Rampage is quite a bit different than A Quiet Place. The premise for Rampage is very simple. A company called Energyne is working on a serum that contains genetic material from many animals. It’s a dangerous substance that’s being worked on by a crew in a space station. The corporate executives at Energyne want to sell the product as a biological weapon. Obviously, they’re willing to sacrifice the lives of many people to gain a profit. Something goes horribly wrong on the space station, causing three samples of the substance to crash land on earth. Three animals consume the mutagen, including an albino gorilla, a wolf, and an alligator. They quickly become huge, ferocious monsters who ultimately rampage through Chicago. Somebody needs to stop them before Chicago becomes a post-apocalyptic wasteland.
Naturally, I didn’t expect this movie to be a masterpiece. But it’s a whole lot of fun! It’s a wacky guilty pleasure with tons of action and monster mayhem. Rampage has a nice combination of humor, adventure, and intensity. I thought it was going to be stupid, but the film isn’t bad at all. The monsters totally steal the show. It includes the original three monsters from the video game series: George, Ralph, and Lizzie. They’re larger than life with some interesting oddities. The trailers show some really bizarre qualities in the creatures. For example, Ralph the wolf can glide like a flying squirrel. They’re a little bit different than most kaiju or giant monsters. Rampage will definitely give you a strong entertainment value. Just don’t take the film too seriously or it will ruin the fun.
A couple performances stood out from the crowd. Dwayne Johnson portrays Davis Okoye, a primate specialist who takes care of George the gorilla. He’s the right casting choice for this type of movie. Dwayne Johnson is a great action hero with good comedic timing. His character has a really big heart too. Okoye wants to save his wildlife buddy and will do what it takes to get the job done. I also got a kick out of Jeffrey Dean Morgan as a government agent named Harvey Russell. He’s tough, shady, snarky, and a rugged cowboy type. Russell is actually a complex character and I was surprised with his various dimensions.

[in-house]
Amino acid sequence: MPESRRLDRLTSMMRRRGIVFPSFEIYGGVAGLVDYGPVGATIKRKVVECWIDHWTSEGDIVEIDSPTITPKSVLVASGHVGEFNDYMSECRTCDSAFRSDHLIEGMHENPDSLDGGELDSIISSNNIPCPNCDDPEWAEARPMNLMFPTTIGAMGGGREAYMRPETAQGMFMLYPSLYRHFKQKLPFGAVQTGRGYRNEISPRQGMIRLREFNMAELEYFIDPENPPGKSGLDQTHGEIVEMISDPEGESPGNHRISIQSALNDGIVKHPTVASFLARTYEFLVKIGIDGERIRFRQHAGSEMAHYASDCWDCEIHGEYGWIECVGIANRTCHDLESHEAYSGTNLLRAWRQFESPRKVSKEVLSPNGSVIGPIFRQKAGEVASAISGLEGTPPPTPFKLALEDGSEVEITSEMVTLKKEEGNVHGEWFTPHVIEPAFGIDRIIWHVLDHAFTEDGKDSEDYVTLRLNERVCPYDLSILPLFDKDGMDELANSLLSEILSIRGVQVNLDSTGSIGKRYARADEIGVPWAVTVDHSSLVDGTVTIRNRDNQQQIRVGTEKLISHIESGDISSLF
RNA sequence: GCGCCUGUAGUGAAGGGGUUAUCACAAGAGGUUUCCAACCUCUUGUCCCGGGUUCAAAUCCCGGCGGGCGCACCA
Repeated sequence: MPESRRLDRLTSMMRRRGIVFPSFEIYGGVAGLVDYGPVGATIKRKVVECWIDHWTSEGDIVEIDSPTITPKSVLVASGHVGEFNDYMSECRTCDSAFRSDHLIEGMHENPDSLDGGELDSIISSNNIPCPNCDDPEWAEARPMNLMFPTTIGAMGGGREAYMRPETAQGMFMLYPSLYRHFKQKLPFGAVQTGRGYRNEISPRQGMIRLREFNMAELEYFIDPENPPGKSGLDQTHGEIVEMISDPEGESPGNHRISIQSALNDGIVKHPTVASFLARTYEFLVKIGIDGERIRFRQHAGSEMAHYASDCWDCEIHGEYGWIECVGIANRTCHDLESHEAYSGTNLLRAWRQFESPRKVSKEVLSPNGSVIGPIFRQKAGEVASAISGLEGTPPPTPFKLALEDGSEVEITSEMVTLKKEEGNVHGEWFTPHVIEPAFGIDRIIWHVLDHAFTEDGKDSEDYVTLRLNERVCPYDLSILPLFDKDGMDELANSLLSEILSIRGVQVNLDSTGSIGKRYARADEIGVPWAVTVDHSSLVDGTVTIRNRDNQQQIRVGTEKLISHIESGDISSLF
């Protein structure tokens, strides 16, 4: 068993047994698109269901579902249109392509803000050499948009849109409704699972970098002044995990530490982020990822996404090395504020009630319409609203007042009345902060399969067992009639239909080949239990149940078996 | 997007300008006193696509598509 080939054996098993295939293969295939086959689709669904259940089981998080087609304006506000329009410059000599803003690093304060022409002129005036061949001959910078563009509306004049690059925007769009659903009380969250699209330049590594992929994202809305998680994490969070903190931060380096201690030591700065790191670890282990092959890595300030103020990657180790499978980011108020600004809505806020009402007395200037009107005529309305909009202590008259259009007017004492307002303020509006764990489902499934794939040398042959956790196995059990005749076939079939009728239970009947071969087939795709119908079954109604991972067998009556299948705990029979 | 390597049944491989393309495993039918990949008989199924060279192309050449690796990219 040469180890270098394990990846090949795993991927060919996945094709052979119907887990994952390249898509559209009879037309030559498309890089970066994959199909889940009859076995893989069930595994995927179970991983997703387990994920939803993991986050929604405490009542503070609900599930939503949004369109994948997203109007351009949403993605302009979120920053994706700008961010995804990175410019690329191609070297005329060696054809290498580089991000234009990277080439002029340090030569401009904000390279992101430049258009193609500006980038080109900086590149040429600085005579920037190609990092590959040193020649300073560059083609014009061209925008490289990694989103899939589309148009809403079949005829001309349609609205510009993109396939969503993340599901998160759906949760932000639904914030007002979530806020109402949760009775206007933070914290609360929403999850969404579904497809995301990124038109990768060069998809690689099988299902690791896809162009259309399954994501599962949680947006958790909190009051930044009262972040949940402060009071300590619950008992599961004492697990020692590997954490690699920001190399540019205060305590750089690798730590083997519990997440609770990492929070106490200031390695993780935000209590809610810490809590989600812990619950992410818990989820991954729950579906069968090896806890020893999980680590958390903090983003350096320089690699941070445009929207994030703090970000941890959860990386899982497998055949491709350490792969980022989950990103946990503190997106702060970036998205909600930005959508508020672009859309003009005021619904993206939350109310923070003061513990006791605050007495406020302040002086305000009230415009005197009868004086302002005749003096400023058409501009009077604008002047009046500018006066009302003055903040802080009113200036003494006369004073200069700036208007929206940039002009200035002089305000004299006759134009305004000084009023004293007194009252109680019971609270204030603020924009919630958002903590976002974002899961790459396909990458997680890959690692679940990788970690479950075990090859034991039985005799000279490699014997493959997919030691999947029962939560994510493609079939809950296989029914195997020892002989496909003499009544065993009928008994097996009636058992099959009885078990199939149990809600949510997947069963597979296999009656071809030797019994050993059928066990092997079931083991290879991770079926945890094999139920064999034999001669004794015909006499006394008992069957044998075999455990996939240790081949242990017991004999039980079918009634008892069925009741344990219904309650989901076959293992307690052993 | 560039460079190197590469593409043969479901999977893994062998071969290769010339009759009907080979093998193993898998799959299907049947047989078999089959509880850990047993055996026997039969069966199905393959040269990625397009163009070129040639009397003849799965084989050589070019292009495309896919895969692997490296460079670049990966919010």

I loved the visual effects. It might not be the best CGI in the world, but the visual effects were great for a monster film. The creatures didn’t seem overly fake or like video game characters. They seemed more like sentient creatures with legitimate movement, even though you can tell it’s CGI. Naturally, you’re going to see a lot of explosions, violence, and major damage to the city. It’s effective and very exciting. Overall, the quality was pretty good.
You know what? The story isn’t bad. Can you believe it? I thought it was going to be a bunch of nonsense with tons of plot holes. It’s not a perfect plot by any means, but the story is quite decent for a kaiju movie. The plot heads in a sensible direction and it doesn’t become convoluted with messy details. It’s direct and simple, which is a brilliant choice for a film about monsters destroying a city. The junk science actually makes sense, even though it’s not realistic. Rampage has genuine moments of suspense and dread. Then it releases the tension with some humor and wackier elements. I was impressed. The film’s length is good too. It runs for under two hours and that was a smart idea.
I don’t have a lot of criticism for this movie. As expected, it’s not brilliant filmmaking. Most of the human characters are underdeveloped, the premise is silly, and the entire story revolves around giant monsters. However, I still think it’s a really good effort. It could have been much worse.
Actually, I want to criticize the trailers. They look awesome, but many details were spoiled. If you haven’t watched the trailers yet, stay away from them. The trailers show many key scenes and action sequences. They’re virtually a Cliff’s Notes version of the movie. I also noticed a plot hole from the trailers. George mutates less than the other monsters. Ralph and Lizzie develop physical attributes from other animals, but George simply remains an enormous gorilla. I guess the film makers just wanted him to remain cute and cuddly.
Despite it's silly nature, Rampage is worth seeing in theaters. You need to be a fan of monster flicks or wacky adventure films. In fact, I would recommend seeing it on a large screen like IMAX. However, that might be an impossible task because The Avengers: Infinity War will book up the largest screens for several weeks. Rampage will also scare small children. Please heed the PG-13 rating.
Overall, see one or both of these movies if you're tired of superheroes. I'm actually looking forward to the Infinity War, but some people are feeling superhero fatigue. Did any of you guys see A Quiet Place or Rampage yet? Tell me about it in the comment section. I'm going to review the new Avengers film at a later time. Stay tuned for more posts in the near future. Take care and enjoy your night at the movies.